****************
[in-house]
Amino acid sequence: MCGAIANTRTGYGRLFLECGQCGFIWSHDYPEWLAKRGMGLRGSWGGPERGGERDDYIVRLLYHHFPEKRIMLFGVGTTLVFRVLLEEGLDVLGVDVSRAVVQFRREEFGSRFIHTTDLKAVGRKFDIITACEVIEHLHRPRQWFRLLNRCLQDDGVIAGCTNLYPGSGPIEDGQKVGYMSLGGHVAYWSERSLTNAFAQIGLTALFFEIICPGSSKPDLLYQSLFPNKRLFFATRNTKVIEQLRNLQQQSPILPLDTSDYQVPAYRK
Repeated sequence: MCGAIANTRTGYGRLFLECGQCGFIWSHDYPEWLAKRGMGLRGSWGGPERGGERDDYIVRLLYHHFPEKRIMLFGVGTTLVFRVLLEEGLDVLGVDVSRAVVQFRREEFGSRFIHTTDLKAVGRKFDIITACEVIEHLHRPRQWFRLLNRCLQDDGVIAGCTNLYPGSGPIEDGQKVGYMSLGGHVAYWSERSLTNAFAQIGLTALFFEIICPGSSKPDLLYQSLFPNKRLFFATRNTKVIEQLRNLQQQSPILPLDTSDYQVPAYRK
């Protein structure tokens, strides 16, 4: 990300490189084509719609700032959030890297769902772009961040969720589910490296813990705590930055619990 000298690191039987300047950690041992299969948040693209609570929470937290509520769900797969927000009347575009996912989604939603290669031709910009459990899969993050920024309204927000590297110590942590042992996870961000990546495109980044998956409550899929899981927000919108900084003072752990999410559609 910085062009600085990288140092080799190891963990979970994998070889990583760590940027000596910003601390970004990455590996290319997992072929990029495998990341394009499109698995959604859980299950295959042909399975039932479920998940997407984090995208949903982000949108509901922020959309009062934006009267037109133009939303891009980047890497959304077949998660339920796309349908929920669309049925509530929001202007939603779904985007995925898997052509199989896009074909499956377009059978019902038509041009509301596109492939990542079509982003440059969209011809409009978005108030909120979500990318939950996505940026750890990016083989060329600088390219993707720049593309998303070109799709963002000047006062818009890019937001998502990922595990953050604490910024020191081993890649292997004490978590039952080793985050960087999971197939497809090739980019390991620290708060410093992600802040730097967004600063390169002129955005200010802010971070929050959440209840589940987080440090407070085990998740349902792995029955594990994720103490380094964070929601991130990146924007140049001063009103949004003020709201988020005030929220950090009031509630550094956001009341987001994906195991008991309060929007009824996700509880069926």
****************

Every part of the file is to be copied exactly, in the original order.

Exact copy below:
[in-house]
Amino acid sequence: MCGAIANTRTGYGRLFLECGQCGFIWSHDYPEWLAKRGMGLRGSWGGPERGGERDDYIVRLLYHHFPEKRIMLFGVGTTLVFRVLLEEGLDVLGVDVSRAVVQFRREEFGSRFIHTTDLKAVGRKFDIITACEVIEHLHRPRQWFRLLNRCLQDDGVIAGCTNLYPGSGPIEDGQKVGYMSLGGHVAYWSERSLTNAFAQIGLTALFFEIICPGSSKPDLLYQSLFPNKRLFFATRNTKVIEQLRNLQQQSPILPLDTSDYQVPAYRK
Repeated sequence: MCGAIANTRTGYGRLFLECGQCGFIWSHDYPEWLAKRGMGLRGSWGGPERGGERDDYIVRLLYHHFPEKRIMLFGVGTTLVFRVLLEEGLDVLGVDVSRAVVQFRREEFGSRFIHTTDLKAVGRKFDIITACEVIEHLHRPRQWFRLLNRCLQDDGVIAGCTNLYPGSGPIEDGQKVGYMSLGGHVAYWSERSLTNAFAQIGLTALFFEIICPGSSKPDLLYQSLFPNKRLFFATRNTKVIEQLRNLQQQSPILPLDTSDYQVPAYRK
């Protein structure tokens, strides 16, 4: 990300490189084509719609700032959030890297769902772009961040969720589910490296813990705590930055619990 000298690191039987300047950690041992299969948040693209609570929470937290509520769900797969927000009347575009996912989604939603290669031709910009459990899969993050920024309204927000590297110590942590042992996870961000990546495109980044998956409550899929899981927000919108900084003072752990999410559609 910085062009600085990288140092080799190891963990979970994998070889990583760590940027000596910003601390970004990455590996290319997992072929990029495998990341394009499109698995959604859980299950295959042909399975039932479920998940997407984090995208949903982000949108509901922020959309009062934006009267037109133009939303891009980047890497959304077949998660339920796309349908929920669309049925509530929001202007939603779904985007995925898997052509199989896009074909499956377009059978019902038509041009509301596109492939990542079509982003440059969209011809409009978005108030909120979500990318939950996505940026750890990016083989060329600088390219993707720049593309998303070109799709963002000047006062818009890019937001998502990922595990953050604490910024020191081993890649292997004490978590039952080793985050960087999971197939497809090739980019390991620290708060410093992600802040730097967004600063390169002129955005200010802010971070929050959440209840589940987080440090407070085990998740349902792995029955594990994720103490380094964070929601991130990146924007140049001063009103949004003020709201988020005030929220950090009031509630550094956001009341987001994906195991008991309060929007009824996700509880069926």